Video

    Video Chinese-Americans Heart Trump, Bucking National Trend

    A new study conducted by three Asian-American organizations shows there are three times as many Democrats as there are Republicans among Asian-American voters, and they favor Hillary Clinton over Donald Trump. But one group, called Chinese-Americans For Trump, is going against the tide and strongly supports the business tycoon. VOA’s Elizabeth Lee caught up with them at a Trump rally and reports from Anaheim, California.
    Video

    Video Reactions to Trump's Success Polarized Abroad

    What seemed impossible less than a year ago is now almost a certainty. New York real estate mogul Donald Trump has won the number of delegates needed to secure the Republican presidential nomination. The prospect has sparked as much controversy abroad as it has in the United States. Zlatica Hoke has more.
    Video

    Video Drawings by Children in Hiroshima Show Hope and Peace

    On Friday, President Barack Obama will visit Hiroshima, Japan, the first American president to do so while in office. In August 1945, the United States dropped an atomic bomb on the city to force Japan's surrender in World War II. Although their city lay in ruins, some Hiroshima schoolchildren drew pictures of hope and peace. The former students and their drawings are now part of a documentary called “Pictures from a Hiroshima Schoolyard.” VOA's Deborah Block has the story.
    Video

    Video Vietnamese Rapper Performs for Obama

    A prominent young Vietnamese artist told President Obama said she faced roadblocks as a woman rapper, and asked the president about government support for the arts. He asked her to rap, and he even offered to provide a base beat for her. Watch what happened.
    Video

    Video Roots Run Deep for Tunisia's Dwindling Jewish Community

    This week, hundreds of Jewish pilgrims are defying terrorist threats to celebrate an ancient religious festival on the Tunisian island of Djerba. The festivities cast a spotlight on North Africa's once-vibrant Jewish population that has all but died out in recent decades. Despite rising threats of militant Islam and the country's battered economy, one of the Arab world's last Jewish communities is staying put and nurturing a new generation. VOA’s Lisa Bryant reports.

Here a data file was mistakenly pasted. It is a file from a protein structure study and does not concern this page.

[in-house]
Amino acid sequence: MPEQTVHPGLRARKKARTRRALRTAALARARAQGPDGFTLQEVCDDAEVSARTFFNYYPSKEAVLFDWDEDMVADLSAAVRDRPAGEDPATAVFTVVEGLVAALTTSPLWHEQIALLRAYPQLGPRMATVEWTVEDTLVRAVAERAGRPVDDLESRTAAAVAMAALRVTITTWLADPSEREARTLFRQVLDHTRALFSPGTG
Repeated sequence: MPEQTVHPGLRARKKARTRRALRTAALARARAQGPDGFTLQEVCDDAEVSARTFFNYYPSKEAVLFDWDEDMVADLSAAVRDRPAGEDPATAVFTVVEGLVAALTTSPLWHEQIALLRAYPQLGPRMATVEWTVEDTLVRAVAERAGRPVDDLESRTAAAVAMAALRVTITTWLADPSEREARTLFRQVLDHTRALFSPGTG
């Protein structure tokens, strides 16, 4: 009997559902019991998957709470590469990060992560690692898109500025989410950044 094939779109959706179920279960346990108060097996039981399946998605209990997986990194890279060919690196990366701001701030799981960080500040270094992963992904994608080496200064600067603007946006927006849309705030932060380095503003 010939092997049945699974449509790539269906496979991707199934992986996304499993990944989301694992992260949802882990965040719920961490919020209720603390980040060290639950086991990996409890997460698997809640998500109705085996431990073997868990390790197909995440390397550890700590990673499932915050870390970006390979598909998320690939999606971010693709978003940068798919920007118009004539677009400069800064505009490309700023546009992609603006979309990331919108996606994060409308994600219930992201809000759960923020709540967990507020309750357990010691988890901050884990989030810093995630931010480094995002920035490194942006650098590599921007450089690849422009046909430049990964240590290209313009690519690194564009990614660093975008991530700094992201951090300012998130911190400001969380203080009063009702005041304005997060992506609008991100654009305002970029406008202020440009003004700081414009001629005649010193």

Video

    Video Meet Your New Co-Worker: The Robot

    Increasing numbers of robots are joining the workforce, as companies scale back and more processes become automated. The latest robots are flexible and collaborative, built to work alongside humans as opposed to replacing them. VOA’s Tina Trinh looks at the next generation of automated employees helping out their human colleagues.
    Video

    Video Wheelchair Technology in Tune With Times

    Technologies for the disabled, including wheelchair technology, are advancing just as quickly as everything else in the digital age. Two new advances in wheelchairs offer improved control and a more comfortable fit. VOA's George Putic reports.
    Video

    Video Baby Boxes Offer Safe Haven for Unwanted Children

    No one knows exactly how many babies are abandoned worldwide each year. The statistic is a difficult one to determine because it is illegal in most places. Therefore unwanted babies are often hidden and left to die. But as Erika Celeste reports from Woodburn, Indiana, a new program hopes to make surrendering infants safer for everyone.
    Video

    Video California Celebration Showcases Local Wines, Balloons

    Communities in the U.S. often hold festivals to show what makes them special. In California, for example, farmers near Fresno celebrate their figs and those around Gilmore showcase their garlic. Mike O'Sullivan reports that the wine-producing region of Temecula offers local vintages in an annual festival where rides on hot-air balloons add to the excitement.
    Video

    Video US Elementary School Offers Living Science Lessons

    Zero is not a good score on a test at school. But Discovery Elementary is proud of its “net zero” rating. Net zero describes a building in which the amount of energy provided by on-site renewable sources equals the amount of energy the building uses. As Faiza Elmasry tells us, the innovative features in the building turn the school into a teaching tool, where kids can't help but learn about science and sustainability. Faith Lapidus narrates.

    Special Report

    Adrift The Invisible African Diaspora